This was such a powerful moment. I could tell that my mom deeply related to the lyrics:

So, fears, all in the past
Fading so fast
I won’t stay hidden anymore.
I’m who I am
And I think that’s worth fighting for.
And nobody out there ever gets to define
The life I’m meant to lead
With this unruly heart of mine.

At that moment, I realized I needed to try my best to get this role. I knew that if I did, I would be able to tell a story that means so much to the people I love the most. 

So I gave it all I had. And it paid off! I was cast as Emma.

Now it was time to start learning my part. At one of the first rehearsals, music teacher Michael McVey told some of the cast to watch the Netflix show Heartstopper, about a queer friend-group in England, for ‘gay research.’ (Of course, I had already watched the show.)

I found this kind of funny, honestly. But it was also surprising to hear that some people at Friends don’t know any gay people.

As I started to understand the character more, and become more familiar with my lines and music, I also started to realize that Friends doing this show is a big deal.

The cast of Friends School’s 2023 production of “The Prom,” in a show-stopping dance number. (Rob Oppel)

Trying to understand the emotions Emma is feeling over the course of the musical, I did some research on actual cases of students getting banned from prom because of their identities. It was disheartening to see that her fictional experience is actually a common thing happening in real life, in some states.

Not only did the musical mean a lot to my family – it also meant a lot to kids like Emma Nolan across the country.

Instead of feeling scared about telling such a meaningful story, I felt grateful. Grateful to be at a school that is doing this musical, and grateful to be surrounded by people who always accept me for who I am.

I gave it my all, to make the audience really feel bad for Emma.

In the musical, there’s a whole debacle about prom, because Emma wants to take her girlfriend. With the sometimes-clueless help of some visitors from New York, Emma goes through a transformation: not only changing the minds of some people in her homophobic town, but also finding her own courage.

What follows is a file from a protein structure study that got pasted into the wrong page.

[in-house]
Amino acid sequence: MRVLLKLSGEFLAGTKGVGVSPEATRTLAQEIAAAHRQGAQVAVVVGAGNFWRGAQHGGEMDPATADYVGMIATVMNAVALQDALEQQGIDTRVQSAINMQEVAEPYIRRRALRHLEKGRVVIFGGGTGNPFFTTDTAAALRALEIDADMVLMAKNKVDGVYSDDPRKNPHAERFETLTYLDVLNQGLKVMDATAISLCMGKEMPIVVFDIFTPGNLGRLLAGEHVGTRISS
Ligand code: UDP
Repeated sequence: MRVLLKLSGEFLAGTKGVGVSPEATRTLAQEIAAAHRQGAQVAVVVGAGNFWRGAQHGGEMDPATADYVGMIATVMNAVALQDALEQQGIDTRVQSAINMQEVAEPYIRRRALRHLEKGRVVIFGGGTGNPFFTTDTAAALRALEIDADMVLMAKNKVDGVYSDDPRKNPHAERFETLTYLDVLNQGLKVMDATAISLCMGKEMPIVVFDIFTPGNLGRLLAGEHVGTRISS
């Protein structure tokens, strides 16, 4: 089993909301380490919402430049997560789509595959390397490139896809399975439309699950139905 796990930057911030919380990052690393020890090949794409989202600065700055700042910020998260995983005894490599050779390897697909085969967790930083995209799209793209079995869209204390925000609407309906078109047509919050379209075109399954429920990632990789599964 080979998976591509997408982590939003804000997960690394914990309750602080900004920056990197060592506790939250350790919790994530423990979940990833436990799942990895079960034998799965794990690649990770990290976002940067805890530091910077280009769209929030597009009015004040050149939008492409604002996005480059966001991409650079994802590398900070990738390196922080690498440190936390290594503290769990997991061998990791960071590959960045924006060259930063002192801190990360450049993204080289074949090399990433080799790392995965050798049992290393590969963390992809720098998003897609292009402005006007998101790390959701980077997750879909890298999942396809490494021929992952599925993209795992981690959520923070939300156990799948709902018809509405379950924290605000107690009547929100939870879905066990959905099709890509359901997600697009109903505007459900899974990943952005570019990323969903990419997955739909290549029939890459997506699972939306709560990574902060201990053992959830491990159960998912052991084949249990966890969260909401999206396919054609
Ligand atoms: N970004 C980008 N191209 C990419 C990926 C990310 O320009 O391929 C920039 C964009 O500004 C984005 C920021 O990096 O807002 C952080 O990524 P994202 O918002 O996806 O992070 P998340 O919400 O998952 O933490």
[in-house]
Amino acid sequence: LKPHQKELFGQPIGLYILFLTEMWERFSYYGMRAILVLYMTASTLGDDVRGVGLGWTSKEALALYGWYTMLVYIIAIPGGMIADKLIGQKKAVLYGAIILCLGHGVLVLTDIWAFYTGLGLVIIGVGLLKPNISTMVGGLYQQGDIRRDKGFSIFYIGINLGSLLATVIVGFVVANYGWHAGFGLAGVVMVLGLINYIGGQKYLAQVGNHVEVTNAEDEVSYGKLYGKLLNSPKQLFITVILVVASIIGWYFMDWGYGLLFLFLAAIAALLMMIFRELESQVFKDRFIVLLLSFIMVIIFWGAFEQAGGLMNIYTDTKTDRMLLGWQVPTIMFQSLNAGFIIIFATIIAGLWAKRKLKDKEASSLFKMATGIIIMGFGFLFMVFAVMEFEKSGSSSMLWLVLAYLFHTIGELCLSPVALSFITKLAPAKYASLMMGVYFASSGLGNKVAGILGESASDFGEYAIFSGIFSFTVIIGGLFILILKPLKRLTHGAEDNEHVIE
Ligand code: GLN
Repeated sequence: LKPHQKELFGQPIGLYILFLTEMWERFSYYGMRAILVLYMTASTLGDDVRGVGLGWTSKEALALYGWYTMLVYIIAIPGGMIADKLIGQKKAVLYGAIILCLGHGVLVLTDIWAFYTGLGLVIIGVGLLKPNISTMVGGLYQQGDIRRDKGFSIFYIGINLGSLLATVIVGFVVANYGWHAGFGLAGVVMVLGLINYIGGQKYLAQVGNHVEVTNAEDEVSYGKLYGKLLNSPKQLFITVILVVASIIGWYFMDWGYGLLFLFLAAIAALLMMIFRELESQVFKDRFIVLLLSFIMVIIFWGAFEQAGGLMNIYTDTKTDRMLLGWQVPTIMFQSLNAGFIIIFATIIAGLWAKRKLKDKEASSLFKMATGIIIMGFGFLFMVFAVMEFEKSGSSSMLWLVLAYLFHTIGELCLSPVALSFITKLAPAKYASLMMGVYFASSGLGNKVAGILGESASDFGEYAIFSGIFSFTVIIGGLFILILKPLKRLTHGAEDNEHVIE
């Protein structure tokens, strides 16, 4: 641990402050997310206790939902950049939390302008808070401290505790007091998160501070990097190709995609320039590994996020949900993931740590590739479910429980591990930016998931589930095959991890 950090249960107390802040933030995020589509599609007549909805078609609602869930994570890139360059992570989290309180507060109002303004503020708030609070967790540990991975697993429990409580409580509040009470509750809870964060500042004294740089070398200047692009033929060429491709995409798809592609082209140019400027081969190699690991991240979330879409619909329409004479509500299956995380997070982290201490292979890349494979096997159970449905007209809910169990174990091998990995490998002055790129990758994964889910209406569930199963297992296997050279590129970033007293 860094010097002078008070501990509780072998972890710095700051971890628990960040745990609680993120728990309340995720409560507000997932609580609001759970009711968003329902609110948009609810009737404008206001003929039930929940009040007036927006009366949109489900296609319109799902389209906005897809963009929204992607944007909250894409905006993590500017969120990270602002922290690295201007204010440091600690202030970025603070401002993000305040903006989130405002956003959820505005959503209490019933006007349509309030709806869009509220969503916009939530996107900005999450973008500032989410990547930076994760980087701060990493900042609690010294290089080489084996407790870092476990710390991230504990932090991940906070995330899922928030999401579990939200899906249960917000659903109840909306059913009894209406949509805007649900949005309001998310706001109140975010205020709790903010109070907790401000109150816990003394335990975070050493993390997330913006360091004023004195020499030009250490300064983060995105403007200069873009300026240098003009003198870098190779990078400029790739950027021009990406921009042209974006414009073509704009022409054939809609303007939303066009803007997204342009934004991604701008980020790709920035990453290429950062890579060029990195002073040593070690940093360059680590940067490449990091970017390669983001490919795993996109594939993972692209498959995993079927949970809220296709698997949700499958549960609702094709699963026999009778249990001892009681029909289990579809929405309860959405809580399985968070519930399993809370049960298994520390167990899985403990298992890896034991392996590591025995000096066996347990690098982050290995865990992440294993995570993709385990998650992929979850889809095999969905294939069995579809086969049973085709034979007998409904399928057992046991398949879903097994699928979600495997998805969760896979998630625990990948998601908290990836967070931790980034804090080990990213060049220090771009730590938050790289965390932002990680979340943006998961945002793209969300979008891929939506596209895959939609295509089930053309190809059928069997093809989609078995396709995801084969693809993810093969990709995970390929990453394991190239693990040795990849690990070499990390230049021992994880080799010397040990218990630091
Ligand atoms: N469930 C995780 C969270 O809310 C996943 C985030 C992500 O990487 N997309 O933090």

This plot line meant so much to me. As someone who never would have seen herself being up on a stage in front of hundreds of people, I related a lot to Emma. 

During the opening performance, I was so motivated. I knew my moms would be in the crowd cheering me on, so I decided to perform for them. I was so excited to tell this story that meant so much to them.

After the performance, I went out into Forbush atrium to greet everyone. If I had a dollar for every time someone told me they cried, I would be so much richer. This was so moving. The fact that I went up on that stage and successfully told this story was one of the best feelings in the world. I was proud to have been able to share one of the most meaningful messages that I am so passionate about.

Senior Claire Carducci, third from left, was one of many cast and crew members for whom the musical had personal meaning. (Rob Oppel)

So many people were so happy to see this kind of media being openly shared. Whether they were in the audience, in the actual production, or behind the scenes, the musical meant something to everyone.

Audience member Indigo Mosley said what stood out to them about the musical was the fact that “We were able to do a musical like this at this school – not only the content, but it was a very influential musical.”

For ensemble member and graduating senior Claire Carducci, the production had a deep personal connection.

“I found this musical at a point in my life when I was a very closeted lesbian kid at a Catholic school, and I was like: ‘Wow, a show about people like me!’ ” she said. “This show, getting to do it at a culminating moment, it’s kind of like a big full circle moment, because it was in 8th grade-ish that I first found it, and here I am, as a senior, having actually been in it. [I]t was just special to be a part of and seen it brought to life with people that I know.”

And for teacher and director Rob Oppel, this musical was different than all the past productions we’ve done at Friends.

“There was more heart in this show because the subject matter was something that the cast and crew could relate to. It was something that they dealt with and are dealing with in their everyday lives,” said Mr. Oppel. “It was less about the skill and more about the heart that was involved, in the students.”

After the performance, one of my moms said: “It’s about time.” They were referring to how long it took for this society to become accepting of gay people.

This hit me hard. I started remembering that my moms didn’t grow up in as much of an accepting environment as me. In fact, they had to get married in Canada because same-sex marriage wasn’t legal in the US. This made me even more grateful to be able to share this story.  

The point is, “The Prom” was not just a showcase of the talent at Friends School – though there was lots of that. But behind all of the singing and acting and dancing was a strong underlying message of inclusivity and LGBTQIA+ rights. This made this musical a wonderful experience for everyone: audience members, performers, directors, parents, and everyone else involved. For sure I will always remember how it felt to share such a meaningful message through art.

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    Brandon RogersSep 6, 2023 at 3:19 pm

    This is an excellent piece, Lily! Makes me glad that I came to Friends!